Turkey/ISIS escalation, Lafayette shooting, Jurassic back‏

Turkey/ISIS escalation, Lafayette shooting, Jurassic back‏

Photo: T. Pyle/Jet Propulsion Laboratory/NASA/ZUMA


In a major escalation in the fight against ISIS, Turkey returned fire early today for the first time, sending F-16 fighter jets to bomb ISIS positions across the border with Syria, killing at least 35 ISIS militants. The retaliation comes after yesterday’s clashes near the border during which both a Turkish soldier and an ISIS militant were killed. Turkey is also blaming the terror group for Monday’s suicide bombing in the southeastern town of Suruç where at least 32 civilians were killed and more than 100 wounded.

  • The Turkish F-16s took off from the southeastern city of Diyarbakir and reportedly destroyed two ISIS headquarters and a rallying point near the Syrian village of Havar, launching their guided missiles from Turkey without entering Syrian airspace,CNN Türk reports.
  • Although there is no indication yet that Turkey is considering a ground operation in Syria, Turkish President Recep Tayyip Erdogan is expected to meet later today with Hakan Fidan, head of the country’s intelligence service, to discuss the situation.


“The Earth has a cousin!” a front-page headline in Canadian daily newspaper La Presse reads today after NASA announced the discovery of Kepler-452b, one of the most Earth-like exoplanets identified so far. Read more about it in our Extra! feature.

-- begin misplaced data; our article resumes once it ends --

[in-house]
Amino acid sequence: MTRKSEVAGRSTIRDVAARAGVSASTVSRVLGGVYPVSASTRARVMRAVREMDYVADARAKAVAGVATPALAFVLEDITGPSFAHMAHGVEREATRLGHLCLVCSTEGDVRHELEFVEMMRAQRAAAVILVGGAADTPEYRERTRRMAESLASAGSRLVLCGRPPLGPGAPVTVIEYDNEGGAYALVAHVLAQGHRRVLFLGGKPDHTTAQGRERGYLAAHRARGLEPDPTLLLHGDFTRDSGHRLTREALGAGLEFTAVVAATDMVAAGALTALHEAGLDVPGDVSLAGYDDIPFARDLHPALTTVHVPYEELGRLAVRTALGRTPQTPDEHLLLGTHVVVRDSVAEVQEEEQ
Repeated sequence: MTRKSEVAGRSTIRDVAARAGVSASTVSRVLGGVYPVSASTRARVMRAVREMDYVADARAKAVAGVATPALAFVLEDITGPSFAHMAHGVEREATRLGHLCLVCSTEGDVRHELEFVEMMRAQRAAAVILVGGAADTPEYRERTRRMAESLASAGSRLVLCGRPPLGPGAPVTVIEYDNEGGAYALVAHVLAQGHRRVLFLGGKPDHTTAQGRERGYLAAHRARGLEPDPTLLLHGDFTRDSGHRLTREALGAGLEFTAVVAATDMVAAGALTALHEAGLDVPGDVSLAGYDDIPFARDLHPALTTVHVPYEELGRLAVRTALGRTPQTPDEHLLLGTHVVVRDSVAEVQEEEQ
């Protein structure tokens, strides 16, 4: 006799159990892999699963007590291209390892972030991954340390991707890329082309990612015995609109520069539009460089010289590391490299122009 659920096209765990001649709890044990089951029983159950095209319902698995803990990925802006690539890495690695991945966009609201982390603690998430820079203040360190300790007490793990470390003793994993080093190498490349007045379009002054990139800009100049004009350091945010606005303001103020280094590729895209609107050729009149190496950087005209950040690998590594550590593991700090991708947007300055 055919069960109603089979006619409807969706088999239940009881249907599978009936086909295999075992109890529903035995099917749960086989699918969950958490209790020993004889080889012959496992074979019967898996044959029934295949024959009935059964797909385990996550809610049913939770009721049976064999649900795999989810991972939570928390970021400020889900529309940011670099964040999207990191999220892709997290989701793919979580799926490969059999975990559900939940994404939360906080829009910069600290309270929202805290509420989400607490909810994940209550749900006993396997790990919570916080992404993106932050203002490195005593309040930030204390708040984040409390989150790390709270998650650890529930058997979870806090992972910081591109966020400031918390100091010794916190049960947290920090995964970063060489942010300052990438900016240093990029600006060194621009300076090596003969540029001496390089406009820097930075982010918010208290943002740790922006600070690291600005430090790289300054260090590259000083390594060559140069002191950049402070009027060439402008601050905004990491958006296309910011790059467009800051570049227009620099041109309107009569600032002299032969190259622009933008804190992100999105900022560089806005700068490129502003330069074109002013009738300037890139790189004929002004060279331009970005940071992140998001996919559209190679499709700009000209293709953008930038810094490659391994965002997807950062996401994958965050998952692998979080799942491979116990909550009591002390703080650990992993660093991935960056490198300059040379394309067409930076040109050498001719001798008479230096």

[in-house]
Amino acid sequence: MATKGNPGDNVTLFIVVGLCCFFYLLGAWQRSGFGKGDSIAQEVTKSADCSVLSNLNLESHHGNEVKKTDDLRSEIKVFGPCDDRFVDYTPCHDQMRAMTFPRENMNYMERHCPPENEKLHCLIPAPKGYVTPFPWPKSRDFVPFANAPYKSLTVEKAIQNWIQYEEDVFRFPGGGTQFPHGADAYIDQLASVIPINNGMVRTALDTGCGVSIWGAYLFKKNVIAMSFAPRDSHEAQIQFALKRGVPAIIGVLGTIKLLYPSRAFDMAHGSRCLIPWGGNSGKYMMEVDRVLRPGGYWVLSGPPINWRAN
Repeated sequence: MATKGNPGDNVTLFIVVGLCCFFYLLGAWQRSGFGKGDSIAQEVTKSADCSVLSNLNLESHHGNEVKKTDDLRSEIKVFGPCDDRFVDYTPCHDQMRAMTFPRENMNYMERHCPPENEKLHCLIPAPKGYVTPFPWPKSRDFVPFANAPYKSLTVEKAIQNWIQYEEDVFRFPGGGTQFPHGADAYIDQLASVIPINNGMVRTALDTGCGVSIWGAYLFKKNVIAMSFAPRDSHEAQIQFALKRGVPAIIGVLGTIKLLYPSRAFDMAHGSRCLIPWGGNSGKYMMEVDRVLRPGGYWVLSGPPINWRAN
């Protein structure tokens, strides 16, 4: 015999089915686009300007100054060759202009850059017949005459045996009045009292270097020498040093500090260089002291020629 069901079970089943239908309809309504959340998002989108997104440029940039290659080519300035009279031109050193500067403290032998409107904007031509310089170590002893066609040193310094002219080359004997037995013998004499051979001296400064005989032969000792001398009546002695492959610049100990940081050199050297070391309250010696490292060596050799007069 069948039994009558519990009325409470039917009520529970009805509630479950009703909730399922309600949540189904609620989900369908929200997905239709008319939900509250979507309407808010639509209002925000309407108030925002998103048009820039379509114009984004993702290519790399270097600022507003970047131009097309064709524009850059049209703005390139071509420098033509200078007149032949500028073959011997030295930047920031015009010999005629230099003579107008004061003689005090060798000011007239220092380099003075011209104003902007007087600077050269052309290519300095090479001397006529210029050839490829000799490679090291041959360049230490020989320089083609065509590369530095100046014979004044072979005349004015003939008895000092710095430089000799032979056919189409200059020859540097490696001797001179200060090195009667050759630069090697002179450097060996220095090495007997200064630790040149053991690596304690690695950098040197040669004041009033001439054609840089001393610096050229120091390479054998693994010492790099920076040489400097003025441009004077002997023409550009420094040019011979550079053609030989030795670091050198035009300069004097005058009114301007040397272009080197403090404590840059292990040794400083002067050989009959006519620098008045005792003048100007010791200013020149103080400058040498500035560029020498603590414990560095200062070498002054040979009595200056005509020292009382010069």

A lone shooter opened fire last night in a Lafayette, Louisiana, movie theater, killing two people and wounding seven before turning the gun on himself. The 58-year-old white man, whose identity has yet to be released, began shooting 20 minutes into the 7 p.m. screening of the comedy Trainwreck at Lafayette’s Grand 16 Theater. As Reuters reports, the killings happened almost exactly three years after the Aurora, Colorado, attack in which gunman James Eagan Holmes murdered 12 and wounded 70.


The Lafayette shooting came just hours after U.S. President Barack Obama said during a BBC interview that he has been “most frustrated and most stymied” during his presidency on the issue of gun control. The U.S. “is the one advanced nation on Earth in which we do not have sufficient, common-sense gun safety laws,” he said.


A malaria vaccine named Mosquirix is one step closer to being approved for use in Africa. According to the European Medicines Agency, the Committee for Medicinal Products for Human Use has green-lighted it, the first of its kind after decades of research into malaria vaccination. In 2013, 627,000 deaths from malaria were reported worldwide, most of them in sub-Saharan Africa and among children under age 5, the World Health Organization reports.



The International Monetary Fund’s latest assessment of the Asian economy is out, and it doesn’t mince words. The IMF report urges the island nation to reload Abenomics, the reforms that have “lifted Japan out of the doldrums” but that need to be reinforced to revive growth for the long term. Read the report here.


On this day 104 years ago, American archeologist Hiram Bingham discovered Machu Picchu, the ancient Inca settlement in Peru that is now one of the world’s top tourist destinations.Time for your 57-second shot of history.